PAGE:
And it came to pass after these things, that G‑d tested Abraham, and He said to him, "... Please take your son, your only one, whom you love, Isaac, and go away to the land of Moriah, and bring him up there as an offering on one of the mountains, of which I will tell you...."

Genesis 22

[In the Binding of Isaac] lies the entire glory of Israel and their merit before their Father in Heaven. And that is why it pervades our prayers every day.

Rabbi Don Isaac Abarbanel (1437-1508)

Why did G‑d test Abraham? Why does He test us? Why does an all-knowing G‑d need to test anybody? Shouldn't He know what is in our hearts without testing us?

A test is any situation that demands more from you than you think you have. In a test, if you would use your rational mind you would say, "This is impossible. This is not what I bargained for. I don't have to do this because it is not within my skill set. It is beyond who I am."

You don't pass a test with understanding, with reason. You pass a test with rock solid faith and blind perseverance.

Tests are closely related to miracles. In fact, in Hebrew they are practically the same word.

A miracle is when G‑d breaks out of his standard pattern of natural law and demonstrates unlimited powers. A test is when G‑d invites you to do the same. That is why people who pass tests cause miracles to happen — G‑d is mirroring them.

There are different kinds of tests. All of them break barriers. Some tests take a person past old habits that bridle him. Others pull out of him new strength, a tenacity, a deep confidence in his purpose and the inherent goodness within the world.

The ultimate test is that which takes a person beyond the ultimate barrier: The barrier between creation and Creator. Such was the test Abraham passed when he was asked to offer up his son Isaac.

Abraham had passed many tests before — nine in total. As a young man, he had chosen certain death in a fiery furnace over worship of the evil demagogue, King Nimrod, and was miraculously saved. Throughout his life, he had never questioned G‑d's justice, despite his many tribulations. Except for once, when he demanded justice for the inhabitants of Sodom and Gemorrah — and that itself was how he passed another test.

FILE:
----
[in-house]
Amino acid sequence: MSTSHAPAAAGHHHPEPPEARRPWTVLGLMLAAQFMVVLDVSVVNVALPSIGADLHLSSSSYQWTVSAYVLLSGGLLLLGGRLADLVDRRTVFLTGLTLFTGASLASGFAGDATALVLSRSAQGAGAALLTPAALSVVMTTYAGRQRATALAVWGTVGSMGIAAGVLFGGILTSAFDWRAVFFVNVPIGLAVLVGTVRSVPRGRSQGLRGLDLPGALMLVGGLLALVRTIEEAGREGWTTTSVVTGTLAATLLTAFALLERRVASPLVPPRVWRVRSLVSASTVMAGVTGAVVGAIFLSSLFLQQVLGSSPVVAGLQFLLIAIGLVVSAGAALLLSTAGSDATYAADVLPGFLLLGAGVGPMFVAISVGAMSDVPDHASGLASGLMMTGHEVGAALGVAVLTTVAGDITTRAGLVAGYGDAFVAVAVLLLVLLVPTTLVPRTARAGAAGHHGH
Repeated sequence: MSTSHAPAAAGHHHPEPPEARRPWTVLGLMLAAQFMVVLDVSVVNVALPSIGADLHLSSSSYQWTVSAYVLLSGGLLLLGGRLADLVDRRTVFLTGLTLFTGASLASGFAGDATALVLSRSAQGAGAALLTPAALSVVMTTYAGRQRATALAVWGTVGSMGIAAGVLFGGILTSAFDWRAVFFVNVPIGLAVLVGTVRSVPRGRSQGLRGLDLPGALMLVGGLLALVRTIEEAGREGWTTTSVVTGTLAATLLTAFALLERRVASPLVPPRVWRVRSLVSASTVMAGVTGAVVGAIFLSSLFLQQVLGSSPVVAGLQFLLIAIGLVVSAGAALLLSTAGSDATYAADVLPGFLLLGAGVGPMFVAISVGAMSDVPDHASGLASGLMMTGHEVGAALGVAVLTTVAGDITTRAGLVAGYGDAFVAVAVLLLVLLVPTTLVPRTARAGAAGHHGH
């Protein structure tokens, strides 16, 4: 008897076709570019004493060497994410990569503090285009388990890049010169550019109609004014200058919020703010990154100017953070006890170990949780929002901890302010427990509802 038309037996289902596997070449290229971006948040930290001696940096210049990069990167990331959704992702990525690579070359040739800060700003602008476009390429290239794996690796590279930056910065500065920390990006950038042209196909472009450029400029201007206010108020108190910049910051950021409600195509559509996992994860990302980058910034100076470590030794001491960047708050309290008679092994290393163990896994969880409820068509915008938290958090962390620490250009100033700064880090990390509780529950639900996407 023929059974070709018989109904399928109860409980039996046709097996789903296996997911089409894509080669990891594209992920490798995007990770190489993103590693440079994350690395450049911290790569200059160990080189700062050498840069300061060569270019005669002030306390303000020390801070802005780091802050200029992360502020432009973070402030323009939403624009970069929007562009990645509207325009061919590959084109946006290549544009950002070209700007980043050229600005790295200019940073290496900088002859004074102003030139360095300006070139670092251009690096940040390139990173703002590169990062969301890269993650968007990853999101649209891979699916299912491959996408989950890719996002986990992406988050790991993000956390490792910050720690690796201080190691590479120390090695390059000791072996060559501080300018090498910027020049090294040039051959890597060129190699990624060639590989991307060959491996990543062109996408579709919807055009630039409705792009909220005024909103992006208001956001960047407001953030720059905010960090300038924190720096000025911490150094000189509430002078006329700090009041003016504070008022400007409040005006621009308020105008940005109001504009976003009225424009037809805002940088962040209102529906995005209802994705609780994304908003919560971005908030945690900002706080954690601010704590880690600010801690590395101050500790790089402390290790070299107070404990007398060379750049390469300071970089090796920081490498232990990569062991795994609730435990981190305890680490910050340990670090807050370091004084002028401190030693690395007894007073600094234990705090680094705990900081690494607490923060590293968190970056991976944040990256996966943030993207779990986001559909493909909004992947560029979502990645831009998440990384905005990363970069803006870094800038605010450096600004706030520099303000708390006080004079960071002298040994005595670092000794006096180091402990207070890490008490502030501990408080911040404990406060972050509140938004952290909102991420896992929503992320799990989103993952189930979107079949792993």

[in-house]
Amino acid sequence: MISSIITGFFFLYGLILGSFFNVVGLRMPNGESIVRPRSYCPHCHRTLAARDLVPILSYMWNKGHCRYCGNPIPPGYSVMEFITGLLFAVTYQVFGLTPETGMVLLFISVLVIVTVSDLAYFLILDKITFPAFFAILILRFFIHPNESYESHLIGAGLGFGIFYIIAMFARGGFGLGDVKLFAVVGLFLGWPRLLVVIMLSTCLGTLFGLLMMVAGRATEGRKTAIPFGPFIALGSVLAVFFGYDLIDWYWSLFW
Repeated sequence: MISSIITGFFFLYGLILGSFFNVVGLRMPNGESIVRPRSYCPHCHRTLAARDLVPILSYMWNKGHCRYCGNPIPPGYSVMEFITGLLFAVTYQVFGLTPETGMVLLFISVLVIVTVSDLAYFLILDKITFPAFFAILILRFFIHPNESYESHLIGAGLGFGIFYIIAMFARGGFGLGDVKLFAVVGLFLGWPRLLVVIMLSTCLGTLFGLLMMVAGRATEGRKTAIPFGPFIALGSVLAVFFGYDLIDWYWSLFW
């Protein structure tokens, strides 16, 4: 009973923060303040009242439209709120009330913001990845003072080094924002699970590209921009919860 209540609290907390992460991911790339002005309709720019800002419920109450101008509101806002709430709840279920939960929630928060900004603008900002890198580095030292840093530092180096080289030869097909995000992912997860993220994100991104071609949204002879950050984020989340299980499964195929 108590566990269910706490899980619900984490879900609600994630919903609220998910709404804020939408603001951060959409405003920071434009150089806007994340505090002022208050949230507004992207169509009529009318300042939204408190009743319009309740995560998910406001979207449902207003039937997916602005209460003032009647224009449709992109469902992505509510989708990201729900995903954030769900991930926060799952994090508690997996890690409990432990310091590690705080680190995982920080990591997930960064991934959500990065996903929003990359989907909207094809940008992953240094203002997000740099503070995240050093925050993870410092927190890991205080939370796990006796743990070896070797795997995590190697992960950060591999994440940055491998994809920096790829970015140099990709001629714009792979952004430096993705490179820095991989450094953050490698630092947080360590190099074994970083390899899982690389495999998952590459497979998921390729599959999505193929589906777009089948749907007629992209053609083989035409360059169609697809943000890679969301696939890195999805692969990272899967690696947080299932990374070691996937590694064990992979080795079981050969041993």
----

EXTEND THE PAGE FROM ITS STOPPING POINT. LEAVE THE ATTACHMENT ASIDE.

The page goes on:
But the test of offering Isaac was a class in itself. Because this test made absolutely no sense.

Throw yourself in a fiery furnace rather than worship a megalomaniac who thinks he is a god — you've made a statement and you've got it out there. The same with all the other tests — they were ways to promote a cause, to publicize to the world the faith of Abraham. And as such, there always lurked a doubt that perhaps, just perhaps all this was tied to Abraham's ego. Because what could be a greater accomplishment than being the founder of the faith of Abraham?

Turn the whole world on its head and you'll be the most significant man in history. Isn't that worth fire and high water, and even death itself?

But the Akedah ("Binding" of Isaac) didn't fit that profile. The Akedah flew in the face of everything Abraham ever stood for: that G‑d is good and kind, that He keeps His promises and has a destiny for His world. All this is out the window when G‑d says, "Abraham! Remember that son I promised you, for which you waited for so long? The one about whom I promised he is destined to carry on all that you began so that it will continue until eternity? Remember how I told you to listen to Sarah against your own judgment and send Ishmael away so that this other son could flourish? The son who you have fostered with your wisdom and trained for his destiny these many years? The son of your old age, that you love more than any father has ever loved a son?

"Take him to the land of Moriah and raise him up for a burnt offering on one of the mountains I will show you there."

No explanation. No consolation. No excuses. Just do it. Turn around and destroy everything you have built until this day so that there will never be a chance to rebuild.

A mindless act.

Perhaps something could be salvaged. Perhaps Abraham would demonstrate to the world to what extreme a man could have faith in G‑d. At least some purpose, some glimmer of meaning.